As Storms Gather, Officials Urge Taking Shelter — Even If Distancing Is Not Possible
By most accounts, Saturday in the southeastern United States was beautiful, filled with blue skies and sunshine. Sunday could be the polar opposite, as the region faces the prospect of heavy storms, hail, damaging winds and violent tornadoes.
During dangerous weather, communities often open storm shelters. But shelters can get crowded — a potentially dangerous situation of its own at a time of social distancing to prevent the spread of the coronavirus.
So how are states balancing the possible spread of the coronavirus, versus the potential for severe storms?
"Our state stands prepared and ready to face whatever Mother Nature brings, even amidst a health pandemic," Alabama Governor Kay Ivey saidin a statement on Saturday. "Both the National Weather Service and the State Public Health Department remind Alabamians that the use of shelters and other resources take precedent, should the need arise. The safety and protection of Alabama lives is paramount."
Ivey's comments echoed a Thursday statement by officials in neighboring Mississippi.
"The need to practice social distancing and prevent the spread of COVID-19 brings added complications to taking shelter from severe weather. However, state and federal officials agree that your top priority should be to protect yourself from a potential tornado," said the statement by the state's Emergency Management Agency, the Department of Health and the National Weather Service in Jackson, Miss.
Officials recommend sheltering in one's home when possible. But people living in mobile homes should head to a sturdier building, the NWS said, cautioning that people should still "take as many precautions as possible to inhibit the spread of COVID-19 as best as you can, continue social distancing, and frequent hand washing."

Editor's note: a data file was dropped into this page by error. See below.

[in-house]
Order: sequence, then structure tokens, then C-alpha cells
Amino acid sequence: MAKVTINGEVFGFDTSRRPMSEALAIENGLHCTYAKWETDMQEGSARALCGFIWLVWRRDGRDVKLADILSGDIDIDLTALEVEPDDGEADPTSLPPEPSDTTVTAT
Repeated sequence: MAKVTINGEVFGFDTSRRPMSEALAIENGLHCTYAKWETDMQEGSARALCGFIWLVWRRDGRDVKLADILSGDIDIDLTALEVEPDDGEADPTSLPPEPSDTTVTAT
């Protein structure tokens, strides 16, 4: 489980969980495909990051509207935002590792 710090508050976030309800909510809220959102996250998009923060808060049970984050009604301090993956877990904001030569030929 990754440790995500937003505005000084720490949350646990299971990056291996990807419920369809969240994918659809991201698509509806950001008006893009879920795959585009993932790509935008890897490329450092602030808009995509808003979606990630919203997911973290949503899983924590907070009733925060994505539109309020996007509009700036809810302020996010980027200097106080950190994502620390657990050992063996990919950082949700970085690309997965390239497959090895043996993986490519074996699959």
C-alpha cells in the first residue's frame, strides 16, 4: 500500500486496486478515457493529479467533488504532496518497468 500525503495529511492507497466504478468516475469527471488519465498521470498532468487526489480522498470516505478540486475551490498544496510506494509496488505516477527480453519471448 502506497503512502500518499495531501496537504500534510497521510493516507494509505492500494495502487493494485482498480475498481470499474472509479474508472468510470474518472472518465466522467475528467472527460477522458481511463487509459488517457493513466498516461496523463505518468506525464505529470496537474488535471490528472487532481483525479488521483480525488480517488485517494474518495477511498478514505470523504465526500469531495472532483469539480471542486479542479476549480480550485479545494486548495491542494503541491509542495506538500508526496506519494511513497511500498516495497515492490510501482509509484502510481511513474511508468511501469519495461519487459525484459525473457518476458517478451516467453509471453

The American Meteorological Society stresses that it's important to find a safe place during a tornado, even as the coronavirus spreads. "Do not let the virus prevent you from seeking refuge from a tornado," the AMS saidin a statement on Thursday. If a public tornado shelter is your best place to take refuge, you should do that, it said.
The National Weather Service warned Saturdaythat the "very potent storm system" developing for Sunday will produce "a myriad of hazardous weather types." Severe storms could hit much of the southeastern U.S., with Louisiana through much of the Southeast and Tennessee Valley expected to see the greatest threat.
In Alabama, "the atmosphere will undergo a remarkable transformation tomorrow, and by the evening hours a very unstable airmass will be in place," meteorologist James Spann for the Alabama Weather Blog. The bulk of the severe weather will occur from 3 p.m. until midnight, with rain exceeding three inches possible over the northern quarter of the state.
Dozens of storm shelters will be open across the state. However, according to the local NBC affiliate, three counties — Butler County, Coffee County and Montgomery County — will not be opening shelters.
Some Alabama communities had announced that shelters would remain closed during the pandemic, only to later backtrack. In Alexander City, for example, the city police department posted on its Facebook page on Friday that the city would not have a shelter open. By Saturday, citing concerns from citizens — officials decided to open its city hall after all.
"Those that seek shelter will ENTER AT THEIR OWN RISK," the Alexander City Police Department saidon its Facebook page. The police noted that people's temperature would be monitored, and everyone would need to wear masks.
Tallapoosa County, where Alexander City is, has had at least 62 confirmed cases of COVID-19, and at least two people there have died from the illness, according to the state's health department.
Shelters in Mississippi will also be open, the Mississippi Emergency Management Agency said in a tweet. "You're encouraged to wear a mask, use hand sanitizer and practice social distancing to the best of your ability."
Copyright 2021 NPR. To see more, visit https://www.npr.org.